The Pierce County Library System Board of Trustees met Aug. 14 at the Key Center Library, giving locals the opportunity to share what the library means to the Key Peninsula community. The trustees and PCLS staff talked to residents about the scope of county services and future plans.
While construction plans are not in the immediate future for Key Center, data is being collected across the county to guide planning and expanding the footprint of full-service libraries. Plans are already underway for building new libraries in Lakewood and Sumner.
Board President Rob Allen said that having meetings at each of the 18 full-service libraries in the system promotes better understanding of facility needs and the needs of the communities. Libraries are “much more than a warehouse for books,” he said, they are also a portal for people to explore what libraries have to offer.
Internet access has become one of the main reasons people visit libraries, Allen said. Users can access no-cost educational programs that allow technology certification in Adobe, Microsoft and QuickBooks; to find resources and help with job searches; and to access research tools for students.
Corrine Weatherly, the supervising librarian at Key Center, said, “The Key Center is a small but mighty library that works hard to meet the needs of all the residents of the Key Peninsula.”
From a modest start, the Key Center Library has become one of the busier libraries in the system, with circulation rivaling that of mid-sized county libraries and a meeting space that is in almost constant use, she said.
Weatherly also said the KP community is unique in its commitment to helping its neighbors. The library participates in this endeavor in a number of ways. In cooperation with Food Backpacks 4 Kids the library has distributed free sack lunches on Tuesdays and Fridays throughout the summer. The Angel Guild is one of the organizations that regularly uses the Brones meeting room, and also provides generous support to local organizations such as the library to purchase furniture and to support programs. The Mustard Seed Project is another reciprocal resource, and Two Waters Arts Alliance helps facilitate monthly exhibits by local artists.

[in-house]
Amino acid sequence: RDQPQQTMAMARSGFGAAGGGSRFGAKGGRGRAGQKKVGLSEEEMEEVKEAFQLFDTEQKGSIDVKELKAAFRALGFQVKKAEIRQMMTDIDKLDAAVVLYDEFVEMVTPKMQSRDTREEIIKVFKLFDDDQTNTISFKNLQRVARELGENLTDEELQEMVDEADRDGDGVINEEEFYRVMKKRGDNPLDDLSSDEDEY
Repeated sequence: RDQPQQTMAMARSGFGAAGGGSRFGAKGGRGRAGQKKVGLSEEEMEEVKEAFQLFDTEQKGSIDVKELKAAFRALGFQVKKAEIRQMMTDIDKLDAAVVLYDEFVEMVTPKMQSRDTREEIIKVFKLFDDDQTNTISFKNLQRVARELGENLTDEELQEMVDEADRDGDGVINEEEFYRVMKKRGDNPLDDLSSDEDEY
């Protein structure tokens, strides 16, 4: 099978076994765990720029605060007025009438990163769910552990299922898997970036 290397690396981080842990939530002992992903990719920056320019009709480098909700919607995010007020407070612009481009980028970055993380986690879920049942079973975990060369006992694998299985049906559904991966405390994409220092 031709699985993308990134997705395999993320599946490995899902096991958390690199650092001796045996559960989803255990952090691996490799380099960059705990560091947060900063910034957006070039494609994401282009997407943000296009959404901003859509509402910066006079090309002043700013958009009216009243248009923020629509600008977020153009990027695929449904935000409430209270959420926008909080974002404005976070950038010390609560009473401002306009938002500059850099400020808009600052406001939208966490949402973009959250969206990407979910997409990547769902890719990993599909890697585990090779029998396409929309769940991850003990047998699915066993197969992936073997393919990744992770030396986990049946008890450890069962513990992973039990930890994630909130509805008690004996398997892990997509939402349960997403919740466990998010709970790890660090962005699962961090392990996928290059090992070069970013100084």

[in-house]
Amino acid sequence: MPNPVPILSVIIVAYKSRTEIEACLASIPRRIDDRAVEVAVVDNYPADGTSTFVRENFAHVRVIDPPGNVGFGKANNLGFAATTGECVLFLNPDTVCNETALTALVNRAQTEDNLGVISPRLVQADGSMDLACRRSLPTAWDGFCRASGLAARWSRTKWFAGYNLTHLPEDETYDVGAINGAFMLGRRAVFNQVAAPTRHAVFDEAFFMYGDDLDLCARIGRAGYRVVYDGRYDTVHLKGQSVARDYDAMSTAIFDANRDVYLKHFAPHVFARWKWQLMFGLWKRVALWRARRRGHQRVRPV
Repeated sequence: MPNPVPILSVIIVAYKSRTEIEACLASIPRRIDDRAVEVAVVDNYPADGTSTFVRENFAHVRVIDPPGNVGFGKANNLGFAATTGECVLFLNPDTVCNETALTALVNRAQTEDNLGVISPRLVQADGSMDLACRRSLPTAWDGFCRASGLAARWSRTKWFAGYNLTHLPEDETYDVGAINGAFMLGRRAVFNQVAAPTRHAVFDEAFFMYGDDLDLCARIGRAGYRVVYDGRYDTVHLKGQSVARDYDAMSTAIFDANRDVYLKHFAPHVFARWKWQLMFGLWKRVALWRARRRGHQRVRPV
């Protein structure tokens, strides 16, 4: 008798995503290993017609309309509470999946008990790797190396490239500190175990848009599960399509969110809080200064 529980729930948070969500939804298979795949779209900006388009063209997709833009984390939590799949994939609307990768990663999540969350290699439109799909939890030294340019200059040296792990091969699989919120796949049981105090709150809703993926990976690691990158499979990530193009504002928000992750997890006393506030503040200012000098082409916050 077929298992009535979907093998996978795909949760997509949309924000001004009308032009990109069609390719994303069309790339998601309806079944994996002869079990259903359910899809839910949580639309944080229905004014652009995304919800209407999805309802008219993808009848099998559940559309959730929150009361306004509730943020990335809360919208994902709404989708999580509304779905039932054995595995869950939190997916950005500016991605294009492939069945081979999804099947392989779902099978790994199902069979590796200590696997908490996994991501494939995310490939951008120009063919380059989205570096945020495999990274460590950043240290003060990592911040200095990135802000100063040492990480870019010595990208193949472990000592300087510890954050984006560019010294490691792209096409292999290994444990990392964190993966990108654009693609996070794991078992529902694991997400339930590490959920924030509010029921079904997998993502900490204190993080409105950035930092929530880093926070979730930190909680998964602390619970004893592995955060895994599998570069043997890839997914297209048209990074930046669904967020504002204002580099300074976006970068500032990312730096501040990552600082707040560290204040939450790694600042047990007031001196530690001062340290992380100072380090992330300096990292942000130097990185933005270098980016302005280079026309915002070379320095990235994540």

Danna Webster, speaking on behalf of the Key Peninsula Community Council, thanked the trustees for coming out to get better acquainted with our “little bit of paradise.” She also shared results of a community-wide survey conducted by the Key Peninsula Partnership for a Healthy Community. Citizens were asked to rate 23 things on a scale of 1 to 5 “based upon how important they are to our quality of life on the Key Peninsula,” (5 being very important). The library received a score of 4.38—the highest of the 23.
Retired librarian Rosina Vertz spoke on behalf of The Friends of Key Center Library. She praised their strong sense of civic responsibility and keen understanding of what is needed to create a successful community.
Vertz credited the Friends for funding “all the little extras—and big ones, for that matter—to enhance story times, STEM programs, as well as supplies and equipment for staff” through the labor-intensive, twice-yearly book sales.
“For me as former supervisor of the Key Center branch, it meant I had a group that supported and helped implement my vision and the vision of the PCLS,” she said.
Vertz also commended the can-do attitude and supportive energy the group showed in a 2012 fundraising campaign to remodel the meeting room. “They raised $47,000 in record time and turned a dingy room into a light, airy room with cabinets, new rugs and furniture.”
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